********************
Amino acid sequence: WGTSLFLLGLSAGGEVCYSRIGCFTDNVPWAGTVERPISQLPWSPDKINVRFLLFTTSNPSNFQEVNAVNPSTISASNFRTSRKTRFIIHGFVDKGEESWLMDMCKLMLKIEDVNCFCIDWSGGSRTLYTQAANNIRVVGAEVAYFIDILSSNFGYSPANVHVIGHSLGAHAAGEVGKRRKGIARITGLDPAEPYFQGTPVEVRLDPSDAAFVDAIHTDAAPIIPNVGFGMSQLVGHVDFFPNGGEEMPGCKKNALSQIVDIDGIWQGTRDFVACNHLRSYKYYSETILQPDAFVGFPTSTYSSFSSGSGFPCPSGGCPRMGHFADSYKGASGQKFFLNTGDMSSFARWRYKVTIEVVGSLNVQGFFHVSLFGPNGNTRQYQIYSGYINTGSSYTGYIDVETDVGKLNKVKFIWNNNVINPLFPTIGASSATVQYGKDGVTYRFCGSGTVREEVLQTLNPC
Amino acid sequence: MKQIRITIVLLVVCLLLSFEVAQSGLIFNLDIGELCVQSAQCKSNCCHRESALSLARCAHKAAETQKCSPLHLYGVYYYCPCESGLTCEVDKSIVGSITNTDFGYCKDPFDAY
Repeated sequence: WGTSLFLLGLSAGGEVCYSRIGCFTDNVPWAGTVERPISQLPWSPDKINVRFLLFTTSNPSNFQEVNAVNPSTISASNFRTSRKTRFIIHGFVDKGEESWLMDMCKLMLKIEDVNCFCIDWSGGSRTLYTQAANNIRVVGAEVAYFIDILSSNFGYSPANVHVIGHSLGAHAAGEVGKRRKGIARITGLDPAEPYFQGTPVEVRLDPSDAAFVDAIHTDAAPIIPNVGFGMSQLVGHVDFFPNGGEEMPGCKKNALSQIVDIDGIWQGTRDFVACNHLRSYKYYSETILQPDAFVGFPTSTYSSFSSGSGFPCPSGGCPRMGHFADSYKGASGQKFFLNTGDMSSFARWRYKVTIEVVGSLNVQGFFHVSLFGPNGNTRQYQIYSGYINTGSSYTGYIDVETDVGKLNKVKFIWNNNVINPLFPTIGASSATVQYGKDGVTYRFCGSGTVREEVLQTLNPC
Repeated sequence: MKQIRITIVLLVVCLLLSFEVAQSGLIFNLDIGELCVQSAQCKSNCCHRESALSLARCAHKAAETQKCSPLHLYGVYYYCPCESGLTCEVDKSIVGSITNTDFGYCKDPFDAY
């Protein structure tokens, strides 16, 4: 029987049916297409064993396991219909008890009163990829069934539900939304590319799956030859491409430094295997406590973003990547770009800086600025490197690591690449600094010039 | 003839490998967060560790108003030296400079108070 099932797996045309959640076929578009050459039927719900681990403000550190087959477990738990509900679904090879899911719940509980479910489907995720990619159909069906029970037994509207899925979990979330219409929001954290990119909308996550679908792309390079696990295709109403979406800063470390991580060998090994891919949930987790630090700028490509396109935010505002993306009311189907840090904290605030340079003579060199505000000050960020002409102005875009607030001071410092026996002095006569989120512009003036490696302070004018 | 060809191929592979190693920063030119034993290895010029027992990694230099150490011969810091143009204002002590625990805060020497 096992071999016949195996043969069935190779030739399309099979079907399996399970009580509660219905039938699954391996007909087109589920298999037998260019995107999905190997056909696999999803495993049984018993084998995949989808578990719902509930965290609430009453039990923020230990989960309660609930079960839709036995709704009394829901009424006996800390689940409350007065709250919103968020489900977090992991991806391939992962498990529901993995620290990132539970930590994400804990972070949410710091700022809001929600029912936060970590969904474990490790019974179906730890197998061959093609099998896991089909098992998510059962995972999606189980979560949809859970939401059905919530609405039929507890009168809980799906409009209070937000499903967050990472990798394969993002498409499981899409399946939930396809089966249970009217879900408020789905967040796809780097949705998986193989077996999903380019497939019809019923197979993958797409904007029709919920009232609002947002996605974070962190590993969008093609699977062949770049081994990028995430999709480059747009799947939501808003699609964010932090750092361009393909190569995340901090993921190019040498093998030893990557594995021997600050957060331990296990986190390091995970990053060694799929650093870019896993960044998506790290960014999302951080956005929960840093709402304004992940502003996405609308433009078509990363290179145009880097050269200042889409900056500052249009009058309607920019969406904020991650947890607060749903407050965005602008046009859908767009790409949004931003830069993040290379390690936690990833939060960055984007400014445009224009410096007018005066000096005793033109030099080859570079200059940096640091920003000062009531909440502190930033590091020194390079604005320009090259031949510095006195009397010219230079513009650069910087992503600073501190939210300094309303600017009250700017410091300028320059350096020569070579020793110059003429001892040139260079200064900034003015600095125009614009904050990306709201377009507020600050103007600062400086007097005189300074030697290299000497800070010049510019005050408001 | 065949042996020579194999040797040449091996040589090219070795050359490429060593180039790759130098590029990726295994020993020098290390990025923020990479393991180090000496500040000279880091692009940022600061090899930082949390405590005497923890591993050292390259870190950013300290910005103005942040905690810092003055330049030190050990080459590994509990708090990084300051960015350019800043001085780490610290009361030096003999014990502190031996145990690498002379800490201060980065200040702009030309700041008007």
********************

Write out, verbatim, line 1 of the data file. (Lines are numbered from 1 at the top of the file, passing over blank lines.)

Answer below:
Amino acid sequence: WGTSLFLLGLSAGGEVCYSRIGCFTDNVPWAGTVERPISQLPWSPDKINVRFLLFTTSNPSNFQEVNAVNPSTISASNFRTSRKTRFIIHGFVDKGEESWLMDMCKLMLKIEDVNCFCIDWSGGSRTLYTQAANNIRVVGAEVAYFIDILSSNFGYSPANVHVIGHSLGAHAAGEVGKRRKGIARITGLDPAEPYFQGTPVEVRLDPSDAAFVDAIHTDAAPIIPNVGFGMSQLVGHVDFFPNGGEEMPGCKKNALSQIVDIDGIWQGTRDFVACNHLRSYKYYSETILQPDAFVGFPTSTYSSFSSGSGFPCPSGGCPRMGHFADSYKGASGQKFFLNTGDMSSFARWRYKVTIEVVGSLNVQGFFHVSLFGPNGNTRQYQIYSGYINTGSSYTGYIDVETDVGKLNKVKFIWNNNVINPLFPTIGASSATVQYGKDGVTYRFCGSGTVREEVLQTLNPC